We can tear down any chimney to the roof or the ground and rebuild it back to code.
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Usually, you can tell just by looking whether a fireplace is masonry or prefab. Check out our blog post on the Difference Between Masonry and Prefabricated Fireplaces for more information. People with more traditional tastes tend to prefer the brickwork and aged look of a masonry fireplace. Masonry chimneys are typically found on older homes, and this can mean older stonework. Stone and brick work are susceptible, like most other materials, to wear and tear over time. Chimneys without a Chimney Cap are especially at risk of weathering and damage!
We start the Chimney Rebuild Process by tearing down the chimney chase to the roof due to spalling of the bricks.
The chimney in this picture was a project in Plano. Texas in 2011. It was falling apart and leaking water into the living room!
Once torn down, we replaced the flashing around the base and rebuilt the chimney with a similar brick size and color match the the original chimney. Masters Services Chimney Sweep then puts a chimney cap on the mortar crown, waterproofs the entire chimney, and then seals the flashing to ensure a water tight seal on the entire structure.
Prefabricated, Factory-built fireplaces usually have chimneys extending through the roof. Sometimes these are encased with siding or simulated brick and they usually have a chase cover on top of the chimney.
Prefab fireplaces are extensively factory-tested for safety. However, they have to be installed correctly to be safe. You must be sure that replacement parts are made for your specific fireplace, or risk a house fire. The housing on prefab chimneys is usually a synthetic material like siding, and can be susceptible to wear or rot over time.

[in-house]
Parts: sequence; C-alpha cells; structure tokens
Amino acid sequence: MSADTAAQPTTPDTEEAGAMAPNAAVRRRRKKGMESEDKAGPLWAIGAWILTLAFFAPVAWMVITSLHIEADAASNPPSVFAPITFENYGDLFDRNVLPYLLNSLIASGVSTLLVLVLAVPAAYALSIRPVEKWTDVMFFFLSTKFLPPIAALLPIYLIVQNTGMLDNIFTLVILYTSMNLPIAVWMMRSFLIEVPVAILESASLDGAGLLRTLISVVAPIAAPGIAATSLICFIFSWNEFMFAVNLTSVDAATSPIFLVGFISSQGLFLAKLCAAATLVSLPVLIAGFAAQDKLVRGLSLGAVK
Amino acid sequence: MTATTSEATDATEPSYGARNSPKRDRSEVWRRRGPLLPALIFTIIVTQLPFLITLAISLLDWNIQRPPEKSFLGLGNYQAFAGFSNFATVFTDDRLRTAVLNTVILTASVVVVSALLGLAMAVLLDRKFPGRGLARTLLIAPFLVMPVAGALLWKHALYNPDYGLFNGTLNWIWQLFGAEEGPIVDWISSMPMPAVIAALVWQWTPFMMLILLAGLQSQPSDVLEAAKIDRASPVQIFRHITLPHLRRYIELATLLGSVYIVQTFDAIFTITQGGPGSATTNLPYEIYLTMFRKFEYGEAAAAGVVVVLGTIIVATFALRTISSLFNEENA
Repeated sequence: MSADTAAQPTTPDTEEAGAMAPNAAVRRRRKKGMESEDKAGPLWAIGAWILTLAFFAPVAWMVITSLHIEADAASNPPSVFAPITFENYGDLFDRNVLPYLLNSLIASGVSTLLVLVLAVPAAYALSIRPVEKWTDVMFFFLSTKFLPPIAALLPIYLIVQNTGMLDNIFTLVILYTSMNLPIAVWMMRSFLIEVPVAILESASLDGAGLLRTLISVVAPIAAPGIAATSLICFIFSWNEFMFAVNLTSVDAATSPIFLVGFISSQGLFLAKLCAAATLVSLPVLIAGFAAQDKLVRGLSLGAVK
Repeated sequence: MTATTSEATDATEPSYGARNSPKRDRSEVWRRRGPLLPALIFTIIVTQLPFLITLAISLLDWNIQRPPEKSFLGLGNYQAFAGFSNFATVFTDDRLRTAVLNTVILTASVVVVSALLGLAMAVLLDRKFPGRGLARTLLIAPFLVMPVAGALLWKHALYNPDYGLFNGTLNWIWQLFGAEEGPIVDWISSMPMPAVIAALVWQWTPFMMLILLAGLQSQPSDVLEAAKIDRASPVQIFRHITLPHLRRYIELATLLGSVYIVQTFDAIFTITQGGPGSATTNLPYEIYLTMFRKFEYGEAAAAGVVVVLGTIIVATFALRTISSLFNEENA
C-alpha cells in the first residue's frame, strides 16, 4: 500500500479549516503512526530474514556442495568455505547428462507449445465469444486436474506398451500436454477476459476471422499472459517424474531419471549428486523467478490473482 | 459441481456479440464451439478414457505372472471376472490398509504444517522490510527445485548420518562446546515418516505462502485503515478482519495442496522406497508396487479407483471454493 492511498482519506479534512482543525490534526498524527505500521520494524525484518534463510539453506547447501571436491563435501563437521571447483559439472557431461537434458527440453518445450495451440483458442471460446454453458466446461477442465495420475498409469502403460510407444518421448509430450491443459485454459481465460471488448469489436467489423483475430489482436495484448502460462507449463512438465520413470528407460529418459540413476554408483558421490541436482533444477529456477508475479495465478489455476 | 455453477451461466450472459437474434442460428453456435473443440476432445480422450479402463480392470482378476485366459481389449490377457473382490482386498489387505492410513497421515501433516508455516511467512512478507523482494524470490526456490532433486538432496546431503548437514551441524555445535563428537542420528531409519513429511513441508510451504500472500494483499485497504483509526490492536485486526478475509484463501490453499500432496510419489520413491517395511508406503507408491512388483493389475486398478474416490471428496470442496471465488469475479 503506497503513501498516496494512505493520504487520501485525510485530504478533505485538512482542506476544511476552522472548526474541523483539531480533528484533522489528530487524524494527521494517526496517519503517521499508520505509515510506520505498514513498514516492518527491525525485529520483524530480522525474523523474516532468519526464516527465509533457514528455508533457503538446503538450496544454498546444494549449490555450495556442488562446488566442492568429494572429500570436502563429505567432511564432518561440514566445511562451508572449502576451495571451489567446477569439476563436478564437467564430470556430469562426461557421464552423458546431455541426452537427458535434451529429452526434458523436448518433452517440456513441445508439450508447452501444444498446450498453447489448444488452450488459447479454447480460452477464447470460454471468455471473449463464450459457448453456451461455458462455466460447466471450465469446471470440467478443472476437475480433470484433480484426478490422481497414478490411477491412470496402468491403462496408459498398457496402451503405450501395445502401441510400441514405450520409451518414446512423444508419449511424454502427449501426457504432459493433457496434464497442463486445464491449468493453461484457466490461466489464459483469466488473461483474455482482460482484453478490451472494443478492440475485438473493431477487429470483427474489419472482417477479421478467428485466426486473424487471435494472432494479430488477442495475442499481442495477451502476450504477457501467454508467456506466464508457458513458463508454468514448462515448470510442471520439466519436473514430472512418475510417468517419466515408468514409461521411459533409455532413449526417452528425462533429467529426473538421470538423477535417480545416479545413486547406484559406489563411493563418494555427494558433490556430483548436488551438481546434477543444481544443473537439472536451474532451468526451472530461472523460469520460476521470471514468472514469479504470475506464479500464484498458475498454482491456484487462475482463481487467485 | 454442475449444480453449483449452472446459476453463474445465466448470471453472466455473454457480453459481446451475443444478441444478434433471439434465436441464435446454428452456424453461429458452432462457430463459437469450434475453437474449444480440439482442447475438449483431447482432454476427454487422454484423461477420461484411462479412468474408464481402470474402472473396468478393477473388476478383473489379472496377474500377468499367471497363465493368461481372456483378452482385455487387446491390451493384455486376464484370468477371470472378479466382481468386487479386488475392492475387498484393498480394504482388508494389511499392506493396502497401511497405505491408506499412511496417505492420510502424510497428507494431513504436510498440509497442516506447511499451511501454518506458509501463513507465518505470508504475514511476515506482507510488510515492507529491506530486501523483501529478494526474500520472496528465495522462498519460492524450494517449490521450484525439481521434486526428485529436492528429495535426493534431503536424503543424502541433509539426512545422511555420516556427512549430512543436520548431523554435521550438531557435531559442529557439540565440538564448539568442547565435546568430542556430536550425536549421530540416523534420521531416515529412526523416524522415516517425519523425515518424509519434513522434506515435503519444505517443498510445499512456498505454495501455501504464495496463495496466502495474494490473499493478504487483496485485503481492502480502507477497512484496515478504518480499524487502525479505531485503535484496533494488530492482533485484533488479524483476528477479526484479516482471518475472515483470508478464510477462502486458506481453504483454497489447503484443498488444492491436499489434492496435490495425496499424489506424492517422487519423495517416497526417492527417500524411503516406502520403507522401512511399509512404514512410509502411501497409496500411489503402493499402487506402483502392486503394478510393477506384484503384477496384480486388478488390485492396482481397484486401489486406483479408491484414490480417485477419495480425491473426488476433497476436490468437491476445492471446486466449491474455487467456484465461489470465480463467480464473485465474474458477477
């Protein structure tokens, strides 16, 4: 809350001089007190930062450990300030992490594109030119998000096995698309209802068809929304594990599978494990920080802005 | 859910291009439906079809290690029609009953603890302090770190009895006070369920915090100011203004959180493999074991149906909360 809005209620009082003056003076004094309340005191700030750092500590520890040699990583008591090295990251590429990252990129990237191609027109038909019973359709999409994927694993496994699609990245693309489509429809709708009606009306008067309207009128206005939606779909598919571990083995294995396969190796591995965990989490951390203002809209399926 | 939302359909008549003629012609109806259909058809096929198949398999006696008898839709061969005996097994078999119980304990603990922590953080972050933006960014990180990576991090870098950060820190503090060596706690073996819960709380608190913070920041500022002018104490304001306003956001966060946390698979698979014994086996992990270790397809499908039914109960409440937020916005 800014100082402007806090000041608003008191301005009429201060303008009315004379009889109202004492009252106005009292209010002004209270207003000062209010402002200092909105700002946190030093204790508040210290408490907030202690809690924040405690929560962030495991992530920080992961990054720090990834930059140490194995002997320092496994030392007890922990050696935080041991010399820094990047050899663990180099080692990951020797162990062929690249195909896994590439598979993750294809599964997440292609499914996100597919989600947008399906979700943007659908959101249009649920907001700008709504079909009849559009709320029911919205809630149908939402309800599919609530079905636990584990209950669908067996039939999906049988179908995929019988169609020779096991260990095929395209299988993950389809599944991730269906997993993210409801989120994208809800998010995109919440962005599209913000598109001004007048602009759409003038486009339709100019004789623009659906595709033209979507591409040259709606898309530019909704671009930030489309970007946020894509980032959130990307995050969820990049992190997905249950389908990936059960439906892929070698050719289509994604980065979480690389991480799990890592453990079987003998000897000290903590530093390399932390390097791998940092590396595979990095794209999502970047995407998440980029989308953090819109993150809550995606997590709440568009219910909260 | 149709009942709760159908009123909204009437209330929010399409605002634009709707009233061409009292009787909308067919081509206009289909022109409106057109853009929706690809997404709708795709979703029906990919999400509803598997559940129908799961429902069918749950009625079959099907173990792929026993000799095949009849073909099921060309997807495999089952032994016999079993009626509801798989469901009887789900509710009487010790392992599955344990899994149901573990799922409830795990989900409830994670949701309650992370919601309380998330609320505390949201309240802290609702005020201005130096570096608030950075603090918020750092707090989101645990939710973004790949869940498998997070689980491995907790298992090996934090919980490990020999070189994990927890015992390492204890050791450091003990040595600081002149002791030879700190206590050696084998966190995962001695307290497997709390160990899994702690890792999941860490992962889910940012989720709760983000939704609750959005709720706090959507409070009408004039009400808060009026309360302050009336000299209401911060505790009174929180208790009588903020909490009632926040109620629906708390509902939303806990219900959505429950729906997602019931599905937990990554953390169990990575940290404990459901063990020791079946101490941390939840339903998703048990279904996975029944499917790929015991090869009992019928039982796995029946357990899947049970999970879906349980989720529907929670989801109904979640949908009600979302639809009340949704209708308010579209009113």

Some prefab fireplaces burn wood, some gas, some both. Be sure to only burn the correct fuel in your prefab fireplace box.
Wooden chimney chases commonly rot and leak water, causing mold and damage to attics and sheetrock. Here in Texas where our rainy seasons can mean torrential downpours and thunderstorms, this can mean expensive home repairs for homeowners!
Here is a project we recently completed. The chimney had been blown over in high winds. We rebuilt the chimney and put all the piping back into place. We made a new Stevenson cap on top and painted the chimney.
When we were called out to inspect this chimney it was obvious there was damage and rotting in the siding. When we removed the rotten siding it was replaced burning the chimney rebuild with a much more sturdy hardi-board and painted.